EFF Explains Why You Should Be Allowed To Sell Promo CDs
from the first-sale-first-sale-first-sale dept
Universal Music Group claimed that these CDs remained its property because of that stamp. However, that goes against the entire first sale doctrine concept -- which has always allowed individuals to resell copyrighted products that they possess. Universal's claim was that the stamp meant that it continued to own the CD, even though it never asked for such CDs back. If allowed, this would effectively let any company create their own copyright laws by simply stamping the content with the rules. So, forget the current, already ridiculous, term for copyright. New authors or musicians could just stamp every product with "Property of the content creator" and you would never actually own the product.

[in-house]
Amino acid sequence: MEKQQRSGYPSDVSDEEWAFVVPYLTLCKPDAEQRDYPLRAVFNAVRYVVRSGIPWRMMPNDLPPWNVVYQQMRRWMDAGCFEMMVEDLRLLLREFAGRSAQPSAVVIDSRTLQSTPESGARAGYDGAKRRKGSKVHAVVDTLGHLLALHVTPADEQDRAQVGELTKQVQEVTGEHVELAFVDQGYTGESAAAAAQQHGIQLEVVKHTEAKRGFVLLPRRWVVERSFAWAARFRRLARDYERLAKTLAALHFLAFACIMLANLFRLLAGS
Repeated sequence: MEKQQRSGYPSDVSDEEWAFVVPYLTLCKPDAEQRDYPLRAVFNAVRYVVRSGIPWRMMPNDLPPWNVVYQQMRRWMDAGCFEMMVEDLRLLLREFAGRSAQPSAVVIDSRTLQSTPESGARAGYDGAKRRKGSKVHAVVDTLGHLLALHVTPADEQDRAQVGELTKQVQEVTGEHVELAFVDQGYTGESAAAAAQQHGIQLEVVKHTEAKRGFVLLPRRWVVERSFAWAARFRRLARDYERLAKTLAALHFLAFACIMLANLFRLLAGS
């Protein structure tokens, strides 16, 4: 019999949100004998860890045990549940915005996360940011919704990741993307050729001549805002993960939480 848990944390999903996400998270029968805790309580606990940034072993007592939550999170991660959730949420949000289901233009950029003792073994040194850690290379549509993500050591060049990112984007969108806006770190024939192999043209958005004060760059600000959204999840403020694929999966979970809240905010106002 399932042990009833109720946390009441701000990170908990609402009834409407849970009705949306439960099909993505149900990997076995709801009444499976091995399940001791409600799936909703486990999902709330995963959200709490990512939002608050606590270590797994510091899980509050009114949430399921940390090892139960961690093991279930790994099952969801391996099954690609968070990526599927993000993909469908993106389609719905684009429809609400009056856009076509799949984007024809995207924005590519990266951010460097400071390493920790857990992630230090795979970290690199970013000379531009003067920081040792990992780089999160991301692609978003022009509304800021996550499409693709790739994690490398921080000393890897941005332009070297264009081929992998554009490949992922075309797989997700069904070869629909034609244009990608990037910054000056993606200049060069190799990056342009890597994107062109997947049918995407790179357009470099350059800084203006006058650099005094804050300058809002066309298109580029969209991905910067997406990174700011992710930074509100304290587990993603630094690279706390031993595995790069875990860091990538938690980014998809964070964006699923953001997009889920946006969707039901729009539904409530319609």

Luckily the court disagreed... but Universal has appealed, and the RIAA has filed a brief siding with UMG as well. The EFF has now filed its own brief, noting the ridiculous consequences of any ruling where Universal wins. Allowing Universal to win would effectively mean that all of the extremely important (and already diminished) limits found on copyright today no longer apply. That would be a travesty and go against everything that copyright was originally designed to represent.